Ticks are unfortunate part of the outdoors

5:35 am June 11th, 2013

By Bob Brown

Unlike the northeastern, mid-Atlantic and north central states, Washington is not inundated with ticks and has relatively few cases of tick-borne disease. But each year a few cases of relapsing fever, Lyme disease and Rocky Mountain spotted fever are reported to state health officials. We still need to take some simple precautions when working outdoors, camping, or just strolling around in bushy and grassy areas to reduce the chances of being bitten.
Tick bites usually occur during late spring and summer. It is also the time of year when humans should follow basic safety precautions to avoid being bitten.
According to Dr, Allen C. Steere, professor of medicine at Harvard Medical School, the risk of acquiring a tick-born infection is quite low, even if the tick has been attached, fed and is actually carrying an infectious agent. Since the deer tick that transmits Lyme disease must feed for 36 hours before transmitting the bacteria, the risk of acquiring Lyme disease from a bite is only 1.2 to 1.4 percent, even in a location where the disease is common. The highest reported incidents of Lyme disease occur among children 5 to 14 years old and adults 45 to 54 years old.
Steer recommends if a tick is found attached to your body, the proper way to remove it is to use a set of fine tweezers and grip the tick as close to the skin as possible. Do not use a smoldering match or cigarette, nail polish, petroleum jell, liquid soap, or kerosene because they may cause the tick to behave like a syringe, injecting bodily fluids into the wound. The proper technique for tick removal includes the following:
• Use the tweezers to grasp the tick as close to the skin surface as possible.
• Pull backwards gently, but firmly, using an even, steady pressure. Do not jerk or twist.
• Do not squeeze, crush, or puncture the body of the tick, since its bodily fluids may contain infection causing organisms.
• After removing the tick, wash the skin and hands thoroughly with soap and water.
• If any mouth parts of the tick remain in the skin, these should be left alone. They will be expelled on their own. Attempts to remove those parts may result in significant skin trauma. After the tick has been removed it is helpful if the person affected can provide information about the size of the tick, whether it was actually attached to the skin and if it was full of blood, and how long it was attached.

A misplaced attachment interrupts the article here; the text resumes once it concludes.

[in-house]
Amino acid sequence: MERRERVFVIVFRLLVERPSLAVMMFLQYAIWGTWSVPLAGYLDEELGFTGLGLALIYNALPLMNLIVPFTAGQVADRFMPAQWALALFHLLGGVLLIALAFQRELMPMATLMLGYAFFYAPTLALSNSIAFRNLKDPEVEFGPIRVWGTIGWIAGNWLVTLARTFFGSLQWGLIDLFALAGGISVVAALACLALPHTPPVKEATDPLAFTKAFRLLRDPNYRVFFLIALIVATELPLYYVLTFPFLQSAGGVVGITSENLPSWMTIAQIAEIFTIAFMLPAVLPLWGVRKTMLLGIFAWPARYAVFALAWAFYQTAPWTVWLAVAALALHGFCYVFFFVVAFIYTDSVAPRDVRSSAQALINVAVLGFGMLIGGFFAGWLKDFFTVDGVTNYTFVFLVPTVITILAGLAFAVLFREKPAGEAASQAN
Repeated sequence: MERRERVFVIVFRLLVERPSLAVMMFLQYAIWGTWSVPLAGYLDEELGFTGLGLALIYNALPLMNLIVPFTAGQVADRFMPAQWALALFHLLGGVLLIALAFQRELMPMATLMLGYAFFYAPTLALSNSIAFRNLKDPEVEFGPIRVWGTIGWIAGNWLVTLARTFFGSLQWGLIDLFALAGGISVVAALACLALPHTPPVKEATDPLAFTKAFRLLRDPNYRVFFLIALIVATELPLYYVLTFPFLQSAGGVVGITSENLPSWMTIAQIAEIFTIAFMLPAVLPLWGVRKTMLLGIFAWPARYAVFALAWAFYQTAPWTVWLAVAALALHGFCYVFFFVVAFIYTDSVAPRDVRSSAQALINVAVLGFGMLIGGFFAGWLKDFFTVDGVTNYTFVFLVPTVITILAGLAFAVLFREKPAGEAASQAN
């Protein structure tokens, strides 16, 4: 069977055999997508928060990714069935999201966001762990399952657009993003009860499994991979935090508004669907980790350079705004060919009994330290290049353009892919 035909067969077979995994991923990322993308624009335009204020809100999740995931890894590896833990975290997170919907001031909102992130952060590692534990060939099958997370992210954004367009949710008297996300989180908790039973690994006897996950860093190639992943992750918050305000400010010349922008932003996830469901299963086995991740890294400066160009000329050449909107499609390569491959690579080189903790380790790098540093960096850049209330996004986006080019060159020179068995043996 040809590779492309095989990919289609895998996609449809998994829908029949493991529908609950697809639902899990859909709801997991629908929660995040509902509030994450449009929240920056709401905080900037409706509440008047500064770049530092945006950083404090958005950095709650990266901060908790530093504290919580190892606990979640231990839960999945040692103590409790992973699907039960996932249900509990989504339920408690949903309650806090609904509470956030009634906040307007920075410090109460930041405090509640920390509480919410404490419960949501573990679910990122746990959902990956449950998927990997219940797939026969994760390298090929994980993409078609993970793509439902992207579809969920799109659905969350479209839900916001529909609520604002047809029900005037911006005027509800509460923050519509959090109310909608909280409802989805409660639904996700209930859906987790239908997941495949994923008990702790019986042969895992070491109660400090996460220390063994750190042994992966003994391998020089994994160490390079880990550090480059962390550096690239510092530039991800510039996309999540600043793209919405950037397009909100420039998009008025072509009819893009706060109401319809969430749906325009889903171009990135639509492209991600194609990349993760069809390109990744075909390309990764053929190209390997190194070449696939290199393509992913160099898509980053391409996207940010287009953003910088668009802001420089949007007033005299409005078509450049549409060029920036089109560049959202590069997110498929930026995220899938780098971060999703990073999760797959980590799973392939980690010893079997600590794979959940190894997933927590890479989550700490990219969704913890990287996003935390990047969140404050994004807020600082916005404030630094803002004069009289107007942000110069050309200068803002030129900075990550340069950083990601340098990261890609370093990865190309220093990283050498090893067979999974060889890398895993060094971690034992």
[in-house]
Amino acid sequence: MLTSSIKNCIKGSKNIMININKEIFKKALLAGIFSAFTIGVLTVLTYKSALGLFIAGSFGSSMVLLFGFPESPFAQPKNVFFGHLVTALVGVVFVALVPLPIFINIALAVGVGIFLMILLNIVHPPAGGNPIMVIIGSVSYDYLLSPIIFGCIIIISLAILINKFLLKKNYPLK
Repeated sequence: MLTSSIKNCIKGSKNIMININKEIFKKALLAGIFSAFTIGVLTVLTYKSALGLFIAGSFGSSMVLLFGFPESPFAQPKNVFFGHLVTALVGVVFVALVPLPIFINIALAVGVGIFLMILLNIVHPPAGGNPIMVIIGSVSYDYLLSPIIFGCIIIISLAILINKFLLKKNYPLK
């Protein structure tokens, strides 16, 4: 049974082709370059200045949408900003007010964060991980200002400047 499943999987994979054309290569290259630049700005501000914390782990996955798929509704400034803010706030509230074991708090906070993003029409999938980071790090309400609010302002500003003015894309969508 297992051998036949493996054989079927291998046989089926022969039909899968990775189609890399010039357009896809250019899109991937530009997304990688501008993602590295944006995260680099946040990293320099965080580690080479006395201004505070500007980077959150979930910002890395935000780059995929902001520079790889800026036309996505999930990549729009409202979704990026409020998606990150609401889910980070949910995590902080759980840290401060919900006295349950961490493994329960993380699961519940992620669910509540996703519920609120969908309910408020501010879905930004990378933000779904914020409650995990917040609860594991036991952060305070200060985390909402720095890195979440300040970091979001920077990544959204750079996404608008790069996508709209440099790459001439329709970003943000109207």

Lyme disease affects everyone differently. It only takes a week for most people to exhibit symptoms. The first sign may be a rash near the bite. Other people may not see symptoms for months or even years after being bitten. If left untreated, the disease can permanently damage your nervous system and joints.
Rocky Mountain spotted fever has a much more immediate onset. The earliest symptoms include sudden fever, headache, and muscle pain, quickly followed by a trademark rash. This disease can be somewhat difficult to diagnose in the early stages, and without proper diagnosis and immediate treatment can be fatal.
A few simple precautions can reduce the risk of being bitten. Wear long pants and long-sleeved shirts. Always make sure the cuffs of your pants are tucked inside your boots and tuck in your shirt. Use a tick repellent containing permethrins and spray the repellent near the openings of your cloths, such as the cuffs, sleeves and waist band. Apply only to your cloths, never to your skin. Use a repellent with DEET for your skin, however the repellent should never contain no more than 33 percent DEET, and be careful not to use too much, and never apply to your face or hands.
American theologian and editor Edward Tryon (1809-94) said, “Preventatives are far better than remedies, cheaper and easier of application, and surer in results.” Amen on that.

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